Making The Grade In Fire Service Tests-Part 1

A look at the differences between good and bad tests and how to prepare for each type.


How to prepare for a test depends on the quality of the test, whether it is well made or not. We will refer to well-made tests as "good tests" and poorly made tests as "bad tests." First, let's identify what makes a test good or bad. Good Tests There will be a published book list, from...


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How to prepare for a test depends on the quality of the test, whether it is well made or not. We will refer to well-made tests as "good tests" and poorly made tests as "bad tests."

First, let's identify what makes a test good or bad.

Good Tests

There will be a published book list, from which all questions will be drawn, which may include other references as well, such as standard operating procedures (SOPs). These will be current, available books and other written references, published in plenty of time to prepare for the test, usually 60 to 90 days ahead.

There will also be published a list of other factors which will influence the outcome of the test, such as points for time in grade, minority status, supervisor's input and previous evaluations. There will be both opportunity and procedure given for how to "squawk" at any of the preceding.

Questions will be well constructed. If multiple choice, there will be one correct answer and three incorrect ones. There will NOT be instructions to pick "the best answer" or "the most correct" answer. Questions will not be ambiguous. You may not know the answer but you will know with certainty what is being asked.

Questions and answers will be drawn from the listed references, whether textbook, local plans, departmental SOPS, etc. There will NOT be any arbitrary questions — "What is the best hose lay?" — or matters of opinion which are not clearly found in the references.

Questions will be clear and understandable. You will either know the answer immediately or realize immediately that you don't know the answer. You should never encounter a question where you simply can't understand what is being asked.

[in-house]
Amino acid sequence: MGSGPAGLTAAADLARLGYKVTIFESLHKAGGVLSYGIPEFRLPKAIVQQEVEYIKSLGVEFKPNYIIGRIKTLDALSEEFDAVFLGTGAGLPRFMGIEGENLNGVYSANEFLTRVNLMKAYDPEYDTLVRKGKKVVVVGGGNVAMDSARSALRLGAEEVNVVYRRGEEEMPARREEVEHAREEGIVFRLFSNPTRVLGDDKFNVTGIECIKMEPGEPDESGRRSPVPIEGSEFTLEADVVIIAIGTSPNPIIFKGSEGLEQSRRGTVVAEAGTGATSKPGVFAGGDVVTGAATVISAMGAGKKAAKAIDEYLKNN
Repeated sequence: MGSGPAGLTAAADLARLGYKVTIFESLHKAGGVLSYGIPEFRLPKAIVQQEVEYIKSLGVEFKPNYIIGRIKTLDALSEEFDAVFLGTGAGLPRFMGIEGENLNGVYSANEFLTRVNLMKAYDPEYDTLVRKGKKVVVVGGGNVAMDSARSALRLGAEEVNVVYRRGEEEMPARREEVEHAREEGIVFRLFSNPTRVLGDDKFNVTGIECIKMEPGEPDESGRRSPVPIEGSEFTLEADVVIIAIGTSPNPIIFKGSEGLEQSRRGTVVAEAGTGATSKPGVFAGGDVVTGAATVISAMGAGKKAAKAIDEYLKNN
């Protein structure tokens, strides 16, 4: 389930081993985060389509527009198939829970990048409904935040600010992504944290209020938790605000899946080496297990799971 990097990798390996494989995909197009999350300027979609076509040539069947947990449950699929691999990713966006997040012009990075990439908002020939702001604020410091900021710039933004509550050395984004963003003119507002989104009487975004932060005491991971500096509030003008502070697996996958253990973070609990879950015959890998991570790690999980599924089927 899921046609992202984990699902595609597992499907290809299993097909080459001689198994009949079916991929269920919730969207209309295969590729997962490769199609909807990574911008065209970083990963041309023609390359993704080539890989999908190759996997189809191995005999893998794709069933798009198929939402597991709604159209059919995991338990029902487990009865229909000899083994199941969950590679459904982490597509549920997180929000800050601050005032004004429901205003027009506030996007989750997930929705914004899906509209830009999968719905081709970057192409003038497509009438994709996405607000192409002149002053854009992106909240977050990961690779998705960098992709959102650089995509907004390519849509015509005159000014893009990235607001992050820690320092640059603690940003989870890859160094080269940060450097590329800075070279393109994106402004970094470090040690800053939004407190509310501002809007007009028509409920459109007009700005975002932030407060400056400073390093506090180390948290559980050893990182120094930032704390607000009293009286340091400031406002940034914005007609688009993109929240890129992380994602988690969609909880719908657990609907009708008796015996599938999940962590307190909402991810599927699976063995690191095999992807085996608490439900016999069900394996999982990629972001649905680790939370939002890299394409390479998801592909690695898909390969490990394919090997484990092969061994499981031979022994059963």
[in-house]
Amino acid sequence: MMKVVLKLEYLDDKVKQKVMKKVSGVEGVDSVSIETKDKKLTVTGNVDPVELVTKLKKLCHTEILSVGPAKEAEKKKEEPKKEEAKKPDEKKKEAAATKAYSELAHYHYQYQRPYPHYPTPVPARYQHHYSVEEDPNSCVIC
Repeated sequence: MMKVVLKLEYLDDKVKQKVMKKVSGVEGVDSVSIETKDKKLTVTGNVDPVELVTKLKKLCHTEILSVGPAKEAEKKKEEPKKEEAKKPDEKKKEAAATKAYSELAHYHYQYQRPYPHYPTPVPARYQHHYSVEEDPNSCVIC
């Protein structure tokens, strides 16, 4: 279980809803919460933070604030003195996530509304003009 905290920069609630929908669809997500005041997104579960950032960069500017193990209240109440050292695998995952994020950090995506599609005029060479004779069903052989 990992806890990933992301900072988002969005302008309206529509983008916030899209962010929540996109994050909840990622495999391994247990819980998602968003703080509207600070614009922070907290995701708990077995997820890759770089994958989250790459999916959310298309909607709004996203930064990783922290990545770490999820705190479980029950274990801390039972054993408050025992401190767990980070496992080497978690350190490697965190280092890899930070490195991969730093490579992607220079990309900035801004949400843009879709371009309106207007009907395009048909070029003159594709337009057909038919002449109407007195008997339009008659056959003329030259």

There should be a clearly explained squawk procedure available as you take the test. You should squawk at a question if:

  1. There is no correct answer.
  2. There is more than one correct answer.
  3. The question didn't come from the reading list.
  4. The question was too hard to understand.
  5. Other.

There should be no cheating allowed during the test. Although it goes against peer pressure, cheating should be stopped or reported. Challenges leading to lawsuits can arise from cheating. All candidates taking the same test should take it at the same time.

Grading should be prompt and done in public view, such as by an instructor, alone, in a room with glass in the doors. Squawks should be dealt with BEFORE the test results are known. A question found to be bad should be removed from the test, not just credit given to those who missed it.

A good test has most or all of the above characteristics.

Bad Tests

A test has to be missing only a few of the above points, in some cases only one, to be a bad test. Here are the characteristics of a bad test:

  • No book list.
  • No time to prepare.
  • No listing of all the factors which will affect grade.
  • Questions poorly constructed.
  • Ambiguous.
  • Arbitrary.
  • Undocumented/not provable.
  • Incomprehensible.
  • Bad administration practices.
  • Cheating allowed.
  • Same test, different days.
  • Same test used over and over.
  • Doubtful grading practices.

Preparing For A Good Test

Having described both good and bad tests, now we will look at how to prepare for each kind of test.

Obtain the books and other references on the reading list as soon as possible, and begin study. The only sure way to do well on a good test is to know the material. Read all you can, and learn all you can on your own. Then, if something doesn't make sense, ASK SOMEONE WHO KNOWS. Most people will venture some answer whether they know or not, because everyone feels foolish saying, "I don't know."

It is pure foolishness to realize you don't know something that will be on a test and then not take steps to have it explained to you, even though it may be a little embarrassing to have to admit to someone else that you don't get something.

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